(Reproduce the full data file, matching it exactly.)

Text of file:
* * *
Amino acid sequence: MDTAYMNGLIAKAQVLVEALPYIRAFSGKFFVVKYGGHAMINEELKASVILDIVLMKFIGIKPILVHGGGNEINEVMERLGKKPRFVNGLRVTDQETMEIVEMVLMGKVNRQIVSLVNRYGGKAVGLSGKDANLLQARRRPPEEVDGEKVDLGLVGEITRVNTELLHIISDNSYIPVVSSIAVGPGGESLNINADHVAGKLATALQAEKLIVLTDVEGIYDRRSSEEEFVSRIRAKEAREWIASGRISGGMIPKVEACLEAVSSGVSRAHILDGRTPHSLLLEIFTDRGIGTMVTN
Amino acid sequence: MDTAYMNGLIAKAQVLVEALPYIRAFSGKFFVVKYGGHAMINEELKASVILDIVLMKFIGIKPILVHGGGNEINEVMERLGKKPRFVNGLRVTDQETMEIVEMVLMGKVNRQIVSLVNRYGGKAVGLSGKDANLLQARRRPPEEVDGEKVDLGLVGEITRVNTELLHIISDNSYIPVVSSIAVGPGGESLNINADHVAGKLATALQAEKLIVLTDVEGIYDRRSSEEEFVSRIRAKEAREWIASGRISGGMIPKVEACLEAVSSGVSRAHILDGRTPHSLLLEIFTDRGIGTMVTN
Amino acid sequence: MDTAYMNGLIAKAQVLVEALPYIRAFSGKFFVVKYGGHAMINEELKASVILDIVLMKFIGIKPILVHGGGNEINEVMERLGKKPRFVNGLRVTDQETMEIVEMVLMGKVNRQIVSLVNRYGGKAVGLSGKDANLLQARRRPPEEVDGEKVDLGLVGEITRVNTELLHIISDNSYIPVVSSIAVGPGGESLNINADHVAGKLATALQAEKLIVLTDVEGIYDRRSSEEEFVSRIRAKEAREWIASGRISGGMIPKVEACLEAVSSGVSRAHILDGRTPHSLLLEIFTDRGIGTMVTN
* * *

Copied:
Amino acid sequence: MDTAYMNGLIAKAQVLVEALPYIRAFSGKFFVVKYGGHAMINEELKASVILDIVLMKFIGIKPILVHGGGNEINEVMERLGKKPRFVNGLRVTDQETMEIVEMVLMGKVNRQIVSLVNRYGGKAVGLSGKDANLLQARRRPPEEVDGEKVDLGLVGEITRVNTELLHIISDNSYIPVVSSIAVGPGGESLNINADHVAGKLATALQAEKLIVLTDVEGIYDRRSSEEEFVSRIRAKEAREWIASGRISGGMIPKVEACLEAVSSGVSRAHILDGRTPHSLLLEIFTDRGIGTMVTN
Amino acid sequence: MDTAYMNGLIAKAQVLVEALPYIRAFSGKFFVVKYGGHAMINEELKASVILDIVLMKFIGIKPILVHGGGNEINEVMERLGKKPRFVNGLRVTDQETMEIVEMVLMGKVNRQIVSLVNRYGGKAVGLSGKDANLLQARRRPPEEVDGEKVDLGLVGEITRVNTELLHIISDNSYIPVVSSIAVGPGGESLNINADHVAGKLATALQAEKLIVLTDVEGIYDRRSSEEEFVSRIRAKEAREWIASGRISGGMIPKVEACLEAVSSGVSRAHILDGRTPHSLLLEIFTDRGIGTMVTN
Amino acid sequence: MDTAYMNGLIAKAQVLVEALPYIRAFSGKFFVVKYGGHAMINEELKASVILDIVLMKFIGIKPILVHGGGNEINEVMERLGKKPRFVNGLRVTDQETMEIVEMVLMGKVNRQIVSLVNRYGGKAVGLSGKDANLLQARRRPPEEVDGEKVDLGLVGEITRVNTELLHIISDNSYIPVVSSIAVGPGGESLNINADHVAGKLATALQAEKLIVLTDVEGIYDRRSSEEEFVSRIRAKEAREWIASGRISGGMIPKVEACLEAVSSGVSRAHILDGRTPHSLLLEIFTDRGIGTMVTN